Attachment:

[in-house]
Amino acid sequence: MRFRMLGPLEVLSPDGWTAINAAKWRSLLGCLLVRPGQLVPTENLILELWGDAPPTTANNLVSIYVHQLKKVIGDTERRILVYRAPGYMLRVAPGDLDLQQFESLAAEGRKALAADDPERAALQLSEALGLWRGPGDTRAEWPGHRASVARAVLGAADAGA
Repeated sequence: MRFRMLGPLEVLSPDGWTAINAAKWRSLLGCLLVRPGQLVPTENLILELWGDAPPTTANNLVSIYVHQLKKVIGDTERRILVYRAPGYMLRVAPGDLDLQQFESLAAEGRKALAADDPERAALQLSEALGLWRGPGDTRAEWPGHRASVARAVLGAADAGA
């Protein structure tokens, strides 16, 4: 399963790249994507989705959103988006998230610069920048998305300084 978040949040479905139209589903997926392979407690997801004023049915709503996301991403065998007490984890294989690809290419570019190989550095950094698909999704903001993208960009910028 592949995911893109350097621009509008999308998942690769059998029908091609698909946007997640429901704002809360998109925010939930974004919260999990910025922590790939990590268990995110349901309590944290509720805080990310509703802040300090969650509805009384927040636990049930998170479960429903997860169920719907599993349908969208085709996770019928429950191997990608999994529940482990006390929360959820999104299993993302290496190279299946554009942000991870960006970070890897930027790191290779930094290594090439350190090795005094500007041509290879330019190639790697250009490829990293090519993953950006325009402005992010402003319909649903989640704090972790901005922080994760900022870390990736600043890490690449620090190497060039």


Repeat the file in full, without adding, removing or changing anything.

[in-house]
Amino acid sequence: MRFRMLGPLEVLSPDGWTAINAAKWRSLLGCLLVRPGQLVPTENLILELWGDAPPTTANNLVSIYVHQLKKVIGDTERRILVYRAPGYMLRVAPGDLDLQQFESLAAEGRKALAADDPERAALQLSEALGLWRGPGDTRAEWPGHRASVARAVLGAADAGA
Repeated sequence: MRFRMLGPLEVLSPDGWTAINAAKWRSLLGCLLVRPGQLVPTENLILELWGDAPPTTANNLVSIYVHQLKKVIGDTERRILVYRAPGYMLRVAPGDLDLQQFESLAAEGRKALAADDPERAALQLSEALGLWRGPGDTRAEWPGHRASVARAVLGAADAGA
């Protein structure tokens, strides 16, 4: 399963790249994507989705959103988006998230610069920048998305300084 978040949040479905139209589903997926392979407690997801004023049915709503996301991403065998007490984890294989690809290419570019190989550095950094698909999704903001993208960009910028 592949995911893109350097621009509008999308998942690769059998029908091609698909946007997640429901704002809360998109925010939930974004919260999990910025922590790939990590268990995110349901309590944290509720805080990310509703802040300090969650509805009384927040636990049930998170479960429903997860169920719907599993349908969208085709996770019928429950191997990608999994529940482990006390929360959820999104299993993302290496190279299946554009942000991870960006970070890897930027790191290779930094290594090439350190090795005094500007041509290879330019190639790697250009490829990293090519993953950006325009402005992010402003319909649903989640704090972790901005922080994760900022870390990736600043890490690449620090190497060039």